(This is the WWII novel, the concept of which came to me in a dream, and I woke up in time to recall the concept and characters.)

Half a world away, Venetia Stoneman, third-year student nurse sat, kicking her heels on the Galveston seawall, with her bicycle propped against the inland angle of the wall, looking out on the shifting gray-blue waves in the Gulf of Mexico and considering things. Things like – what she would do with herself after graduating from the Sealy Nursing College as a qualified nurse.

Not go home to Deming, New Mexico – of that, she was certain. Not to hang around the home ranch, putting antiseptic dressings on her older brother’s hired hands when they had done themselves a physical damage, and riding with them in the bumpy back of a farm truck to the hospital in Deming, or more settled points. It went without saying that at some point in all the work that ranch hands were heir to simply spectacular medical emergencies. Bloody and near-fatal injuries. That was a given – and a situation with which Vinnie did not want to deal. Family obligations has limits, Vinnie told herself. Besides, Fred can deal with it all. I want to live my own life, a life on my terms. I love my brothers and sisters – but I’m almost twenty-two years of age. Free and white, twenty-one and all that. Spread my wings

Out over the blue-gray Gulf, the white gulls spread their almost-motionless wings, rising and falling on the thermal updrafts.

“I want …” Vennie said aloud and left the sentence unfinished. For truly – she did not know what she wanted, aside from a mildly envious wish left over from childhood to be tall and blond and pretty. Like Peg – but she was not at all structured physically in the same glamorous mode as Cousin Peg. Vennie had long ago come to terms with this. Vennie was slight and small, with tightly curly light-blond hair, grey eyes, and fine features. Also of an intellectual inclination, which had made the decision to attend nursing college a fairly easy one.

“What do you want, then,” a familiar feminine voice spoke from the sidewalk at her back. Vennie turned and smiled at the interloper to her private thoughts; Helen Drinkwater – her roommate at the Sealy nursing college. “I’m not interrupting, am I, Vennie? Privacy is so rare a thing for us …”

“Not at all,” Vennie smiled – no, Helen was a welcome interlocutor. Now the other girl climbed onto the seawall, her trouser-clad legs hanging over the edge. Helen was – as someone with a modicum of easy wit had remarked – a long tall drink of water: lanky and dark-haired, and of a cynical turn of mind. Helen fished in her handbag for a crumpled packet of cigarettes and her lighter. “Smoke?”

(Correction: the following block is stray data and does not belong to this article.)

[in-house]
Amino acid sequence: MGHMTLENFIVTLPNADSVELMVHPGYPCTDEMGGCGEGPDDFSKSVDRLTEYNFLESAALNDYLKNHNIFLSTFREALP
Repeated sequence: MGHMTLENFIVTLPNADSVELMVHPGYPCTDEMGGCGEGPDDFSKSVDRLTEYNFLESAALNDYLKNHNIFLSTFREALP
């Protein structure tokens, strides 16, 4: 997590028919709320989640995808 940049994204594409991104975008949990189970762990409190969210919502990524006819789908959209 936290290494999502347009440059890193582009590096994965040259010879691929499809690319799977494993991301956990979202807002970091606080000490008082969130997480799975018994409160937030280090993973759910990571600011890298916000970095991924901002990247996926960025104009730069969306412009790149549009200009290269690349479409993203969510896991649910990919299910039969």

“Sure,” Vennie replied. “I was just looking at the sea, and wondering what I would do with myself, when we graduate the program.”

“Get a job,” Helen replied. She blew out a puff of cigarette smoke from her new-lit cigarette. “Things are picking up again. Jobs in plenty. Besides,” she applied the lighter to the end of Vennie’s cigarette. “You can always go back to your brother’s ranch, if everything falls through. Or work at the Sealy.”

“Ugh,” Vennie replied. “Three years is enough. I like the Island well enough, but not well enough to stay here. I want to go somewhere else. Anywhere else.”

They kicked their heels against the sea wall, regarding the ceaseless churn of blue-grey Gulf water, dashing against the sandy strand below their feet. Vennie privately relished being in the open air, alone but for a quiet friend, after a full week of confinement within walls, obedient and required to be silent. Nursing school, she realized early on, had a certain element of hazing to it, of the kind which she had observed on the ranch, with new hands. An aspect of being tried and tested by the older hands and with luck, eventually found worthy. She had shared this insight early on with Helen; Helen, who was inclined to stand on dignity, and demand why … why were the student nurses being required to do this and that humiliating task? Helen had nodded in acquiescence, upon seeing the sense of it all, and been accommodating, once Vennie had pointed out the real reason.

“I’m going to apply for a job with the Red Cross,” Helen said, abruptly. “Because there’ll be a war on, in a couple of years. The Red Cross is a reserve for military nurses. Have you considered that option, Vennie?”